bargain or breaking point?
Bolstered by the consolidation wave, laboratories with some of the country’s
largest health care systems continue to aggressively standardize more platforms—not
only capitalizing on industry competition to get the best price, but also sometimes
finding new ways to share the risk of these large instrument acquisitions with
Could these tactics backfire?
Some industry analysts warn that laboratories are relying too
heavily on "vendor squeeze," as they put it, to improve their lab
operating costs. "If laboratorians drive prices and margins down
below the levels of other areas of technical medicine, innovation
will dry up," says business consultant Robert Bauer, president of
CaseBauer in Irving, Tex.
While laboratories are making short-term gains, Bauer believes
that lower margins will drive more diagnostics industry consolidation
and starve research and development. "It’s pretty clear that prices
can’t continue to go down and innovation to go up. And laboratorians
aren’t really comprehending that by the time they feel the effects,
it won’t be a reversible situation."
For their part, however, laboratory directors with large systems
can point to millions of dollars in savings on laboratory costs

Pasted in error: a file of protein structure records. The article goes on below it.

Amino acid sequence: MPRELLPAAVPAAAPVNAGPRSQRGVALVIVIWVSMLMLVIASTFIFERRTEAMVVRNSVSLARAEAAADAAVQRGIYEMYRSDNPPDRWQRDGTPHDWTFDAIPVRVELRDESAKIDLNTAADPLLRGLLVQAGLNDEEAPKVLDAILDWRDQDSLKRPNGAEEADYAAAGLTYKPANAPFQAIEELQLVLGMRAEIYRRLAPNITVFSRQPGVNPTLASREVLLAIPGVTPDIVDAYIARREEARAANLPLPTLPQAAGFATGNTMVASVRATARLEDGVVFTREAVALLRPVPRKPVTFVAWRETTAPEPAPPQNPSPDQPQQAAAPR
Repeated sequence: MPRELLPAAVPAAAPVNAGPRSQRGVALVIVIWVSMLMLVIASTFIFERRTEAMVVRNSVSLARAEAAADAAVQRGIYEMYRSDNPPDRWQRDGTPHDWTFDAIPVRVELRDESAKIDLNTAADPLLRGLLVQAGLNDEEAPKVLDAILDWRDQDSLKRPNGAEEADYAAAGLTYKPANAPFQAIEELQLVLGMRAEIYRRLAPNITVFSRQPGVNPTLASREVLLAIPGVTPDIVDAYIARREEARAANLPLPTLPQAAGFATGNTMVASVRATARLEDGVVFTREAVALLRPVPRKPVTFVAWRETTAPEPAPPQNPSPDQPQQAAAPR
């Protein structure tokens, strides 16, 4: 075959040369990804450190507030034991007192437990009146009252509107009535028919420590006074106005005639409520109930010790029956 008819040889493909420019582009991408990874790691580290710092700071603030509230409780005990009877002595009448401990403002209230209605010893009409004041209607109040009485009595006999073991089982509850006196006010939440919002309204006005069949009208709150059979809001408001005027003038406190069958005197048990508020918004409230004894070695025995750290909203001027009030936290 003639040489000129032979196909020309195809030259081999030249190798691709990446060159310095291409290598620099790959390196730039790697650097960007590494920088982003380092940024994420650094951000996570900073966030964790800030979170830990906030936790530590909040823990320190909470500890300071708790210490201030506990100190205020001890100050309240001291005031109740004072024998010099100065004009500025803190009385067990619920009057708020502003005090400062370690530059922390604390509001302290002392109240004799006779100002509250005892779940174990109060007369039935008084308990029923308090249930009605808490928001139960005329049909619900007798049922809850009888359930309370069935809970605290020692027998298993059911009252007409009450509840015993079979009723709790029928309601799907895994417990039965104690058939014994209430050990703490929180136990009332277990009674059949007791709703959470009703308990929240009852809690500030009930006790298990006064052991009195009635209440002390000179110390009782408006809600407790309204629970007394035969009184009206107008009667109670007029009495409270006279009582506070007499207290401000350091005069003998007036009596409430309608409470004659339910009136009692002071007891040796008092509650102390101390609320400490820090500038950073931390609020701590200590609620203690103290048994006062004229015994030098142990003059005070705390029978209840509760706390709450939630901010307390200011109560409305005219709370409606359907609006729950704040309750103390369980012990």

as a result of consolidation. In negotiating contracts with instrument
vendors, size remains a powerful weapon for laboratories to bring
to the table.
North Shore Long Island Jewish Health Care System is a notable
example. With $3.5 billion in overall revenue per year, it is one
of the five biggest nonprofit hospital systems in the country—and
one of the few not losing money.
"It’s one system that actually makes a profit, and every vendor
wants in," says Thomas M. Sodeman, MD, chairman of laboratory medicine
for North Shore LIJ, located in Lake Success, NY. "When you have
32 blood gas machines scattered across the system and two or three
vendors in that market, that gives you a lot of buying power. It
becomes pretty competitive to acquire this contract."
Because of the range of its laboratory services—which include
supporting acute-care hospitals, serving as a reference facility,
performing nursing home and physician office testing, and conducting